University of Illinois at Chicago
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Magnetic field-induced self-assembly of iron oxide nanocubes.

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journal contribution
posted on 2016-02-17, 00:00 authored by G. Singh, H. Chan, T. Udayabhaskararao, E. Gelman, D. Peddis, A. Baskin, G. Leitus, P. Král, R. Klajn
Self-assembly of inorganic nanoparticles has been studied extensively for particles having different sizes and compositions. However, relatively little attention has been devoted to how the shape and surface chemistry of magnetic nanoparticles affects their self-assembly properties. Here, we undertook a combined experiment-theory study aimed at better understanding of the self-assembly of cubic magnetite (Fe3O4) particles. We demonstrated that, depending on the experimental parameters, such as the direction of the magnetic field and nanoparticle density, a variety of superstructures can be obtained, including one-dimensional filaments and helices, as well as C-shaped assemblies described here for the first time. Furthermore, we functionalized the surfaces of the magnetic nanocubes with light-sensitive ligands. Using these modified nanoparticles, we were able to achieve orthogonal control of self-assembly using a magnetic field and light.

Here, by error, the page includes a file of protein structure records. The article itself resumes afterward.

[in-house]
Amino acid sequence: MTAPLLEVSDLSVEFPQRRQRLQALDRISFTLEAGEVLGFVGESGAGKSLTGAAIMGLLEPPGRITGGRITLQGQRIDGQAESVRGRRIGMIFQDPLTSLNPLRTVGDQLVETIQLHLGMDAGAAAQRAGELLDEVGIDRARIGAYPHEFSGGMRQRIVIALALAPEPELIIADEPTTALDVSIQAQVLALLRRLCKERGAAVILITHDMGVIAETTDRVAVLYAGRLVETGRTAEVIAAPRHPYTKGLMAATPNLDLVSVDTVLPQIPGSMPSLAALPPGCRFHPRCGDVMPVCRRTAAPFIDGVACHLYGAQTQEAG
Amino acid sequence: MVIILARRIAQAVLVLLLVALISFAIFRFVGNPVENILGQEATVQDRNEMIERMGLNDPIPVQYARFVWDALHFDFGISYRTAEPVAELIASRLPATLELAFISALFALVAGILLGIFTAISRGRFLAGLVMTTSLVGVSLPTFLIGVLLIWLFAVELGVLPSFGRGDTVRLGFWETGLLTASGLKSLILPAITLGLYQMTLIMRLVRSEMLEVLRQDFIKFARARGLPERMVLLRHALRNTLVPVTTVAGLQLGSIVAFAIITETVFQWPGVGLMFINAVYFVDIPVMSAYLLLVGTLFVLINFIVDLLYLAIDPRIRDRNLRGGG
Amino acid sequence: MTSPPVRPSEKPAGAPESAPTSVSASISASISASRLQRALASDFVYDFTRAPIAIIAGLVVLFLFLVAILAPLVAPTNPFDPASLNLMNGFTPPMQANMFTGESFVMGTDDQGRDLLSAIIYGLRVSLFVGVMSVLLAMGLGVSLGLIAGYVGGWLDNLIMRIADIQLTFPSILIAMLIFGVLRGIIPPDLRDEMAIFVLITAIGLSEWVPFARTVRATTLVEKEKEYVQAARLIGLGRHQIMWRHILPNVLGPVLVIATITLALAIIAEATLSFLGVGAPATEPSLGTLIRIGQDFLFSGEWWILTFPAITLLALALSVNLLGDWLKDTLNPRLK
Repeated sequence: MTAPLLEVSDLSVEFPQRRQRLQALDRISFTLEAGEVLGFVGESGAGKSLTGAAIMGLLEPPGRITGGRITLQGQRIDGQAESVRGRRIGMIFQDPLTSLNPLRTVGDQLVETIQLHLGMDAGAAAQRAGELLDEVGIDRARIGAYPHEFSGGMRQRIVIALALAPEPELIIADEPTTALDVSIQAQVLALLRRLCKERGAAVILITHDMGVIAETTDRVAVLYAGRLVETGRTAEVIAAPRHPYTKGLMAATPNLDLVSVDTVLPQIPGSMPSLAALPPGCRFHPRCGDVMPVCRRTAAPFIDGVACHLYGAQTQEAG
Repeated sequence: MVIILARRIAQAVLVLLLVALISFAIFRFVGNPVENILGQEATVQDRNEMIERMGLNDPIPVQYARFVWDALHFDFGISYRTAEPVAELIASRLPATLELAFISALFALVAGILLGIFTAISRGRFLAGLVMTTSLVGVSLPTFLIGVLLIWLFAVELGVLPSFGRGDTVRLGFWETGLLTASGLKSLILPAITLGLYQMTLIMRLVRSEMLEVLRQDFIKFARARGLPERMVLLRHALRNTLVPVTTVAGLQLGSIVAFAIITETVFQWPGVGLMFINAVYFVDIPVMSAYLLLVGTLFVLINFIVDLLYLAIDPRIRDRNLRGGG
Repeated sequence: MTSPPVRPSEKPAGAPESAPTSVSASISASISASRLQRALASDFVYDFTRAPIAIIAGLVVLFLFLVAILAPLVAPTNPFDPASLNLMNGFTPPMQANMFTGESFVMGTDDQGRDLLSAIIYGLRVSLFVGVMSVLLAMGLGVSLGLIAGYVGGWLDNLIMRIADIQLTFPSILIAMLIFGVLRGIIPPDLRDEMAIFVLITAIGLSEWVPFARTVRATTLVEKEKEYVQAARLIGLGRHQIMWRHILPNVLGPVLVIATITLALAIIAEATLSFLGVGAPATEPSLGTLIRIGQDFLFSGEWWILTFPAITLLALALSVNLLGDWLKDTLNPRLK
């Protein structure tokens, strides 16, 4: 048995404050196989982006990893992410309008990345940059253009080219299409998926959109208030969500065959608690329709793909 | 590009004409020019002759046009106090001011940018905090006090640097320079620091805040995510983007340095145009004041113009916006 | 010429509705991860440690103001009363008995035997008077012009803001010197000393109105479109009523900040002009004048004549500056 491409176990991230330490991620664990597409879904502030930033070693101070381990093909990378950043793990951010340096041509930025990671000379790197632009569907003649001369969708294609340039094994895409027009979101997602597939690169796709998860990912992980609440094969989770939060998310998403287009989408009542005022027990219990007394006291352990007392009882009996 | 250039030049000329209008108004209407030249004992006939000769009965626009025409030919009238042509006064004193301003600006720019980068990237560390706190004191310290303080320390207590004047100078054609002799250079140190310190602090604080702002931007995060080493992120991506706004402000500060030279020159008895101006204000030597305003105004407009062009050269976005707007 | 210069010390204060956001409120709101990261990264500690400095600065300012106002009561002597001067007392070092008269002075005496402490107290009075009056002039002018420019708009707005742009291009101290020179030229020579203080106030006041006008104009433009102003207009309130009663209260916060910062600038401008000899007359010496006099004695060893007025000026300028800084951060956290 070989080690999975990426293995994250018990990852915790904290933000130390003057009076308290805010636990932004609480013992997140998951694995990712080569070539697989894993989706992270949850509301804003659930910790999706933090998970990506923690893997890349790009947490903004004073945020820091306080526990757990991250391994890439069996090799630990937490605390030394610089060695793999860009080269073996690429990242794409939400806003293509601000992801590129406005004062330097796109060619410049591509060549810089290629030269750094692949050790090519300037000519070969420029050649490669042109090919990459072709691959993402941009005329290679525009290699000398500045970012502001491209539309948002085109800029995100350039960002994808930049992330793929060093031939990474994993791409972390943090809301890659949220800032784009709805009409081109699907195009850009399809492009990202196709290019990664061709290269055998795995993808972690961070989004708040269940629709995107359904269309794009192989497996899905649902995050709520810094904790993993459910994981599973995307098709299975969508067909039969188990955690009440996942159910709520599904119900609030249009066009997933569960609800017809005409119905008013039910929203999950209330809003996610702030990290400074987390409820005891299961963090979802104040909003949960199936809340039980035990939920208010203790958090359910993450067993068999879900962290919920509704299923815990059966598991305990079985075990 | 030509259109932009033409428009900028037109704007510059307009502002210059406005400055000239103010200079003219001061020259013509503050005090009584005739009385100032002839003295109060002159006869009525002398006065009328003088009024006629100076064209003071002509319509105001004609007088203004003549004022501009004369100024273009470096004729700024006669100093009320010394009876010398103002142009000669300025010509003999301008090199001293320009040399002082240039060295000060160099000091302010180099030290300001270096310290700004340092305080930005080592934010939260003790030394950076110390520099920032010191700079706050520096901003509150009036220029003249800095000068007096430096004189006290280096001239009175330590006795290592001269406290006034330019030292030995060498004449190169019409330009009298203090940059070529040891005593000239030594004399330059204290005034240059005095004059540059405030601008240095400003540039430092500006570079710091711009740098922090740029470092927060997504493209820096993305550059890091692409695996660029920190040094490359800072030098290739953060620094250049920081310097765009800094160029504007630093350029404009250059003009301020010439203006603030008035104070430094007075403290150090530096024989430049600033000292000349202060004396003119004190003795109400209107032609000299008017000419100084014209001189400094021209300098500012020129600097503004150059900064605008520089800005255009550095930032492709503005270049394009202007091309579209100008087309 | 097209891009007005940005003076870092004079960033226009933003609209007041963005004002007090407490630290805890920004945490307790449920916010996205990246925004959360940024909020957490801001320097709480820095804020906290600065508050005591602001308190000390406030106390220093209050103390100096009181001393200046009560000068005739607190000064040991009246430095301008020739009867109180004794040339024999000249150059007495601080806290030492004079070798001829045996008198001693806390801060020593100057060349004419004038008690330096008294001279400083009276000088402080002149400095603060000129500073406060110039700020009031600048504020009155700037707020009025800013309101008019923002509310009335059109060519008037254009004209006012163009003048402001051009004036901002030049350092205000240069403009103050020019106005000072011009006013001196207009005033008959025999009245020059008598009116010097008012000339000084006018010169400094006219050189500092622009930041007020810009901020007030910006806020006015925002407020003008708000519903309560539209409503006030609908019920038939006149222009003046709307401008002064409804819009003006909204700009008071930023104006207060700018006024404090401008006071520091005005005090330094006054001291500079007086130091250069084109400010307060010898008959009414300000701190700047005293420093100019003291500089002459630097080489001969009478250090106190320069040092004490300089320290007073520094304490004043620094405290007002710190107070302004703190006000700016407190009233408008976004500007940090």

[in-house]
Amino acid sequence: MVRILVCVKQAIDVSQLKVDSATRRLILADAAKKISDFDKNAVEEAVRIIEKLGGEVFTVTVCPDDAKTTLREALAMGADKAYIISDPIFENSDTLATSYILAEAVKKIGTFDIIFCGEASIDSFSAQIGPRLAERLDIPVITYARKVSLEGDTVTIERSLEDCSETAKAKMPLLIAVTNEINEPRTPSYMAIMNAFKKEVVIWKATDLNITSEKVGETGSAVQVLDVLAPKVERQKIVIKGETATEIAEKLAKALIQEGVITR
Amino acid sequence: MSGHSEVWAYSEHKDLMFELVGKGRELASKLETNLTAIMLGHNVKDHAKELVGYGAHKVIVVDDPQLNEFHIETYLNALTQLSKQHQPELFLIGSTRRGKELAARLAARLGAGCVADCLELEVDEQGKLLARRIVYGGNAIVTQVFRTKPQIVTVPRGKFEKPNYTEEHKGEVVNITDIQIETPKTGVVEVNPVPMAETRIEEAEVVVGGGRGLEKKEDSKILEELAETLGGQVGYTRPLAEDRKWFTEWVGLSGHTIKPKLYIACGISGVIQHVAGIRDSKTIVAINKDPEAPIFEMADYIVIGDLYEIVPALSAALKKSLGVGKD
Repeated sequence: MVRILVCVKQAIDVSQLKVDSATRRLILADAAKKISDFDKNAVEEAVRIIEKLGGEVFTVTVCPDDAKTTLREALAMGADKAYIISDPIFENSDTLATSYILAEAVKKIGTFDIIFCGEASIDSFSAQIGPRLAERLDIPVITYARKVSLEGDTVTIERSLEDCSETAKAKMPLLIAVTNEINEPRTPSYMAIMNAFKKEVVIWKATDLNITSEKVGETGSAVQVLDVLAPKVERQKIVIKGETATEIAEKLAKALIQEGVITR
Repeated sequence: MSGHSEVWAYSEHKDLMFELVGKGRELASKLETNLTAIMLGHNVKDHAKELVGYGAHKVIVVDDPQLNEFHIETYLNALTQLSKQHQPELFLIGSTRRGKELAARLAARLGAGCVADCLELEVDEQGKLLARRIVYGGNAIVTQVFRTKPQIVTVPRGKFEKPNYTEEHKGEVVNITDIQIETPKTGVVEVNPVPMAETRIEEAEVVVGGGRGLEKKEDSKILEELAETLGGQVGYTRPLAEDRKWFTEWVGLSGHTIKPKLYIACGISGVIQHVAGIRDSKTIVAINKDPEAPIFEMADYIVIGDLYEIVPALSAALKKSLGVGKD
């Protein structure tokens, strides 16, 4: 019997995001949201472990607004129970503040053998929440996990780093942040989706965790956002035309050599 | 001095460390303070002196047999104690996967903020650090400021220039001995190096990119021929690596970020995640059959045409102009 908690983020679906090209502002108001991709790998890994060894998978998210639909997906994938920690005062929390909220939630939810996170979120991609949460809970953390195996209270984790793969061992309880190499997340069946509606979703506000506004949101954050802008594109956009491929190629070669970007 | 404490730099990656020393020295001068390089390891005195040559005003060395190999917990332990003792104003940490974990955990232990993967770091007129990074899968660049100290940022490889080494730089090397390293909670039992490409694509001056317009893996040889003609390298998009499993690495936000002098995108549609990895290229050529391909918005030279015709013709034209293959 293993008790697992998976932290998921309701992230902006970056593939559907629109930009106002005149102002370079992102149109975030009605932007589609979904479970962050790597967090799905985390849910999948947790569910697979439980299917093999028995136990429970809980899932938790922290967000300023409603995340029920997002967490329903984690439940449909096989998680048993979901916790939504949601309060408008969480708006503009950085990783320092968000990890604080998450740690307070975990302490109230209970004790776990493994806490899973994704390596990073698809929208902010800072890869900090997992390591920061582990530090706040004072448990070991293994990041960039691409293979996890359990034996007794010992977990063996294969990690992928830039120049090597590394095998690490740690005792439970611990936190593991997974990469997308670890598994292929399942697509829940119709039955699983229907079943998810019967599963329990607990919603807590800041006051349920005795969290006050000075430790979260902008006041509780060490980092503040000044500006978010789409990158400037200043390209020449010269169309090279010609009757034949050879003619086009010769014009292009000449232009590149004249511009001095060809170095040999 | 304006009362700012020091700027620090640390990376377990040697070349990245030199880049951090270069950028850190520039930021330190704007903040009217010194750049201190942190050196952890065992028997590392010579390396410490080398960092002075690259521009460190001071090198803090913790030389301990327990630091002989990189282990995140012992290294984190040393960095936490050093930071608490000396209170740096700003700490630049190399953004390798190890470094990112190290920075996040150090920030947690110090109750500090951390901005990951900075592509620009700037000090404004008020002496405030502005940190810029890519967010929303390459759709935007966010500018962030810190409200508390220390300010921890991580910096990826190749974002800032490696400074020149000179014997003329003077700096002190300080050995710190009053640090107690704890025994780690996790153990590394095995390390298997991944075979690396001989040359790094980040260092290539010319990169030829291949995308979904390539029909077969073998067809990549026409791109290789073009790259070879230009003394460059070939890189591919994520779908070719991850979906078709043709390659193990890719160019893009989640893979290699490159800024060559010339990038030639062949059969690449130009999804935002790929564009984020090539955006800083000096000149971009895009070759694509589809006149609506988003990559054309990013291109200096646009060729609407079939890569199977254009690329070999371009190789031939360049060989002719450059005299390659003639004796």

This work was supported by the Israel Science Foundation grant 1463/11, the G. M. J. Schmidt-Minerva Center for Supramolecular Architectures, and the Minerva Foundation with funding from the Federal German Ministry for Education and Research (R.K.) as well as by the NSF Division of Materials Research grant 1309765, and the American Chemical Society Petroleum Research Fund grant 53062-ND6 (P.K.)


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This is the copy of an article published in the Faraday Discussions © 2015 Royal Society of Chemistry Publications.


Royal Society of Chemistry



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